The Mark58 brick walls parts where painted using Tamiya acrylics and then weathered with pastels. When I purchased this Dispersal Pen set last year, Marc Toillié made all his products in white. Today he adds pigments to the acrylic resin he is using and his whole range of diorama items are pre-coloured for ease of use.

Once the basic work was done, the diorama was airbrushed with several coats of paint (brown and grey). As you can see, I pre-shaded the area which represents the concrete in a first step of weathering. Several layers of artificial grass where then applied on the brown surface and Silflor Grass Tufts were added to break the too even surface of the grass.

Actors and Accessories
Now that the set was ready, it was time to think about the actors and the accessories. To date, the best RAF figures in 1/48 scale can be found in ICM's RAF Pilots and Ground Personnel set (kit N°48081) so I choosed to use several of them. I also picked up some equipment in the same box such as a ladder and the compressed air bottles carriage. More nice British stuff can be found in Revell's WWII Ground Support Equipment set (kit N°04511): an accumulator trolley and an oil bowser. Since I also wanted to add a vehicle, I decided to build one from the new Accurate Armor line of 1/48 scale kits. I found the Standard Tilly Truck would suit better to this diorama than the David Brown Tractor. Finally, I had some Flightpath products in my stash in case all the items I gathered wouldn't have sufficed.

As I said previously, the figures of the ICM set are great. With a nice paintjob they look awsome and have yet to be superseeded in injected plastic or even in resin. If you find such an ICM RAF set, don't hesitate and buy one as it represents great value for money. The same can be said about the Revell set because it also includes some nice German and U.S. WW2 airfield equipment which represent a perfect accompaniment for an aircraft model. Both the trolley and the bowser are reasonably detailed and were easy to build. I painted both in blue, applied a wash et voilà!

The Accurate Armor Truck was also a joy to build even if more work was necessary. This is not surprising as it is a resin kits with microscopic photo etched detail parts. The kit went together with no major problems, the only trouble was the presence of some air bubbles (see red arrows on the pictures). I decided to slightly modify the canvas cover of the truck to represent it in the open position. To do so I've eliminated the back hanging, scratchbuilt a new one with Tamiya two part Epoxy (Quick dry type) and placed it rolled up on the roof of the truck. The painting was done according to the instructions in Green with additional black "Mickey Mouse Ears" style camouflage.

From the Flightpath stuff I only used one bicycle (women style) and a warning sign. For the first time in my modelling life I used an Etch Mate! It was mandatory since I didn't manage to properly bend the metal Flightpath used for their PE parts. Without an appropriate tool it is virtually impossible! However, once finished both the bicycle and the sign look very convincing. Once all the figures and equipment were placed in the diorama, it was obvious that the right upper corner needed some animation. I decided to place a dog and two sheeps since these were often used as cheap an autonomous lawn mower at that time and this way the scene's got it's buccolic touch. By the way, I found the animals in Pegasus Hobbies' Farm Animals box (kit N°7006). If you need cheeps, dogs, pigs, cows, hens, turkeys, birds etc... you know where you have to look now.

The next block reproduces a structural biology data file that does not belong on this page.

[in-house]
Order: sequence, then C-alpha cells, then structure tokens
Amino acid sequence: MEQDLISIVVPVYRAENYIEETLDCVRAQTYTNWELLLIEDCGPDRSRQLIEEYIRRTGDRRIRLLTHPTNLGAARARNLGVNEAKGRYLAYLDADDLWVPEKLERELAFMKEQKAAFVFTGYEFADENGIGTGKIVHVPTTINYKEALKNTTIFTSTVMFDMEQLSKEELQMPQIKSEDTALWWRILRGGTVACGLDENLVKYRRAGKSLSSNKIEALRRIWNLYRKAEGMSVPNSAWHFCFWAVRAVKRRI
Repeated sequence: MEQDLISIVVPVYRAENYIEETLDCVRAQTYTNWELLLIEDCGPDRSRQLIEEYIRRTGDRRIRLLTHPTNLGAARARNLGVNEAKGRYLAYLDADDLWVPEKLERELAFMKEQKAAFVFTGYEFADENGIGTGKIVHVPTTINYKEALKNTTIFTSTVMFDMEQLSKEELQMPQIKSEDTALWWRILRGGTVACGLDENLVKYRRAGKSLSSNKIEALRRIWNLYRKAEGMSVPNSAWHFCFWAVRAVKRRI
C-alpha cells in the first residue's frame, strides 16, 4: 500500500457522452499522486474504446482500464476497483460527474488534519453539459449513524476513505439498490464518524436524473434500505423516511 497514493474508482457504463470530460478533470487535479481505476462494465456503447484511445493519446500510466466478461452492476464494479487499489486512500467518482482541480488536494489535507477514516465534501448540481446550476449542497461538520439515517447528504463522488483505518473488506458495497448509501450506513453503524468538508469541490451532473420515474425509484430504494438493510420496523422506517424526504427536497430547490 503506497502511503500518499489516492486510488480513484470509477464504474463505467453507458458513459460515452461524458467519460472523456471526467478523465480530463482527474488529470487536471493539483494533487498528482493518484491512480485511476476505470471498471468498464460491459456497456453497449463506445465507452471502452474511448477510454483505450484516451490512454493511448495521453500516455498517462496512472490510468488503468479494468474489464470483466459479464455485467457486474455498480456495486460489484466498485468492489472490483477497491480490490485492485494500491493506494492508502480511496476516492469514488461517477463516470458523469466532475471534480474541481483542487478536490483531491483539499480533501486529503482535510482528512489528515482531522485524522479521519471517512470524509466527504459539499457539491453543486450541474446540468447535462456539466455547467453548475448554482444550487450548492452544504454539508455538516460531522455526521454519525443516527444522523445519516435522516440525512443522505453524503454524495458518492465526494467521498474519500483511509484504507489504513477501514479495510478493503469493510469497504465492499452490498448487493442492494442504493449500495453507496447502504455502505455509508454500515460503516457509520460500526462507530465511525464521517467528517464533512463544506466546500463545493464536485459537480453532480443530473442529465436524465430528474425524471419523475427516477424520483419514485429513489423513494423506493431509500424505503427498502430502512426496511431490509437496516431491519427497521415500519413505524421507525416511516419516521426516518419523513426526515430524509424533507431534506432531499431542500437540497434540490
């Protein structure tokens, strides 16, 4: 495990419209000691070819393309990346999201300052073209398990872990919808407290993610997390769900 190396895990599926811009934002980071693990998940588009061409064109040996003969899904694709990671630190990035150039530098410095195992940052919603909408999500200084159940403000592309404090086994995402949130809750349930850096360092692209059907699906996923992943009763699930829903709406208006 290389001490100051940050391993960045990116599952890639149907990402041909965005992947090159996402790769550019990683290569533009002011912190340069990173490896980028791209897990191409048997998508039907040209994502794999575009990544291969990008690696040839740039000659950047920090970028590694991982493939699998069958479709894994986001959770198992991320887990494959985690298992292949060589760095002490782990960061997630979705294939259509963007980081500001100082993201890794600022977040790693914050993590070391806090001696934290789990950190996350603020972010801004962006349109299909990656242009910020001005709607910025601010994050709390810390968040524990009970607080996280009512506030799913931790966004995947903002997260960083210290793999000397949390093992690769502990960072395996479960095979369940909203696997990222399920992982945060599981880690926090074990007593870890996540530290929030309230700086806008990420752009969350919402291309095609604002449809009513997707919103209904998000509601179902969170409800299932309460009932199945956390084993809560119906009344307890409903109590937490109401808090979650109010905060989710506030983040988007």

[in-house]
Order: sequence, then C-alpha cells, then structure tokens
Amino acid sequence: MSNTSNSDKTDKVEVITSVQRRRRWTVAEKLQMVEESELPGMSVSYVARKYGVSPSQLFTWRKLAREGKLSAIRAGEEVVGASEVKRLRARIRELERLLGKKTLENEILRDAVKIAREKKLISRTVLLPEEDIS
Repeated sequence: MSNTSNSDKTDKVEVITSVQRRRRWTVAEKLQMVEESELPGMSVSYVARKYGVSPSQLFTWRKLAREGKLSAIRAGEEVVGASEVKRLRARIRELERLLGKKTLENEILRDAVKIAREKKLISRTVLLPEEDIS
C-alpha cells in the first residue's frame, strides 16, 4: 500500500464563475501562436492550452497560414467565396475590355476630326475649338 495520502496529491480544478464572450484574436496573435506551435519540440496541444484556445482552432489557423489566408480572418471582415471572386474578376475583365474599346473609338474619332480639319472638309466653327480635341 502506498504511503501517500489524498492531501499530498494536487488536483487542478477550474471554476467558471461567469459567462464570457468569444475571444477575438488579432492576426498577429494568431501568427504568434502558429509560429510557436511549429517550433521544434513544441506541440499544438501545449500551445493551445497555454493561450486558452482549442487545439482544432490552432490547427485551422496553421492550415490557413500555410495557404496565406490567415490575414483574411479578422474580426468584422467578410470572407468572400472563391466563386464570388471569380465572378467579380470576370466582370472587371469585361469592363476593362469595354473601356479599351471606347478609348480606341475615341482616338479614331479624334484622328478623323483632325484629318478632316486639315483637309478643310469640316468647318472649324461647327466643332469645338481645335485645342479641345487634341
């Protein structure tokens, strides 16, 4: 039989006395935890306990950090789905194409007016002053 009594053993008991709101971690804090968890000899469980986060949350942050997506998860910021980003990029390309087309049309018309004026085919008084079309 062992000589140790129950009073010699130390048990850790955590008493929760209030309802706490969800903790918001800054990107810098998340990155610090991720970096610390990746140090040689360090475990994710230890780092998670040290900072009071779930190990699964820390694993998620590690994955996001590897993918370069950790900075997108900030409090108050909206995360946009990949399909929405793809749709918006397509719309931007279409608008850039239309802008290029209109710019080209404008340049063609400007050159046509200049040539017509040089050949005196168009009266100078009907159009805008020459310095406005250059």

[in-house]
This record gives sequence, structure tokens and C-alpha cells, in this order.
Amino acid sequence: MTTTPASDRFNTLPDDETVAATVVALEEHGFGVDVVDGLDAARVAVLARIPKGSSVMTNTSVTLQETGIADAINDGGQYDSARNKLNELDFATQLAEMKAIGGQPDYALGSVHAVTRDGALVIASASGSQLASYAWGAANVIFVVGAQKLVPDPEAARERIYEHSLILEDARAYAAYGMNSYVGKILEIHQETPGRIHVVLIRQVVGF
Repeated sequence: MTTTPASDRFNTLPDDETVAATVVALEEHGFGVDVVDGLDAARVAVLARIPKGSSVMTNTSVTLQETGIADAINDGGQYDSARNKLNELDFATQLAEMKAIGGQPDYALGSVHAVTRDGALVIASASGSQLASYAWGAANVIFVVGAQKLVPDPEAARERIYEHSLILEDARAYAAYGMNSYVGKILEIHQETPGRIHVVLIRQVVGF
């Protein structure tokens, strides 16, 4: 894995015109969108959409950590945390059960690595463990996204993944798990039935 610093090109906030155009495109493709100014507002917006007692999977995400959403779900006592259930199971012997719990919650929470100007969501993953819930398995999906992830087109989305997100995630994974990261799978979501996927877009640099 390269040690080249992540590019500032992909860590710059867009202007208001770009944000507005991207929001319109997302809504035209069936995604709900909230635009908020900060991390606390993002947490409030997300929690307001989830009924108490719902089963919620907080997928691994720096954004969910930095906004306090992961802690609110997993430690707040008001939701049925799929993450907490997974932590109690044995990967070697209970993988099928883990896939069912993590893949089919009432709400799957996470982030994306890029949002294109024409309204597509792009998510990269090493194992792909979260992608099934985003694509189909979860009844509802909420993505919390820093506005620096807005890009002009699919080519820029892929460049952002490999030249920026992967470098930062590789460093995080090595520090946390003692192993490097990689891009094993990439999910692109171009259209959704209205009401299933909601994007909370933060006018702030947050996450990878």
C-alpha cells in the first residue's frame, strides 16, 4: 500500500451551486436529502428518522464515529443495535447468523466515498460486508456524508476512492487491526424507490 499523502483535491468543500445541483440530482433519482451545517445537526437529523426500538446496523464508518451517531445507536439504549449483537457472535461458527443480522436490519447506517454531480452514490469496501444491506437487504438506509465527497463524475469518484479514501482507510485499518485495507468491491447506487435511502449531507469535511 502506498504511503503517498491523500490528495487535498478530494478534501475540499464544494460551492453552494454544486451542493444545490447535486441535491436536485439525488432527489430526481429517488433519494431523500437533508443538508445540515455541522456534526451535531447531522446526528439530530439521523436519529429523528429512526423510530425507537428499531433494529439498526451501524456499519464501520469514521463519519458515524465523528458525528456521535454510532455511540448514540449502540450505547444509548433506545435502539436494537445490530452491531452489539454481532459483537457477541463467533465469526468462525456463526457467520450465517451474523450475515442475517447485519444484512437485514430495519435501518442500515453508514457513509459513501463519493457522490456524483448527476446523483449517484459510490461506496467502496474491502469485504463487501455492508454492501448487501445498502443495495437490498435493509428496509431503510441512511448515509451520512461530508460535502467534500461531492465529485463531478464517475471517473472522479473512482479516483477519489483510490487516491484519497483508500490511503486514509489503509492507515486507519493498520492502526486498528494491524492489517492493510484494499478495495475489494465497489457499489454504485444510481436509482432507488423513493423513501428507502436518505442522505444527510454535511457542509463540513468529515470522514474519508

The main character: the Hurricane Mk IIC
When I started this diorama, I didn't had an appropriate model in my collection. In the late 30', Dispersal Pens were built in two sizes: for fighters (Spitfires and Hurricanes) and for medium bombers (Blenheims). Obviously I reproduced a smaller Dispersal so I had to choose between the two most emblematic RAF fighters of the era. Finally I decided to include a model of Hawker's famous plane.

The kit I've built for this project is Revell's reboxing of Hasegawa's Mk IIC. I must say I wasn't surprised at all by the kit. I've built many Hasegawa kits in the past and excepted for the many optional parts which needed carefull alignment, no major problems were encountered. It's too bad that the kit only includes a closed canopy though, otherwise I would have left it open to show the detailed cockpit interior, the latter only needing some aftermarket seatbelts to look realistic. The model was built "out of the box" (except for the aformentionned seatbelts) and I only hollowed the exhaust stacks and the gun openings to add realism. To obtain that "oily metallic" effect on the barrels I simply painted them silver and then applied a dark brown wash of Future.

I decided to paint the model in an "Night Intruder" paint scheme because I thought it would suit perfectly to the scene... and also because it was a nice change from the blue or grey underside colors of most of the models I did so far. I kept the weathering to a minimum (for my standards in any case) and once done the plane was placed in the central position of the Dispersal.

The story
September 1942, somewhere in England, late in the evening. A small truck has just stopped in front of a dispersal pen and debarked two RAF pilots. One of them is currently receiving some recommendations from another pilot who flew a Night Intruder mission the day before. Tonight, someone else has to do the job...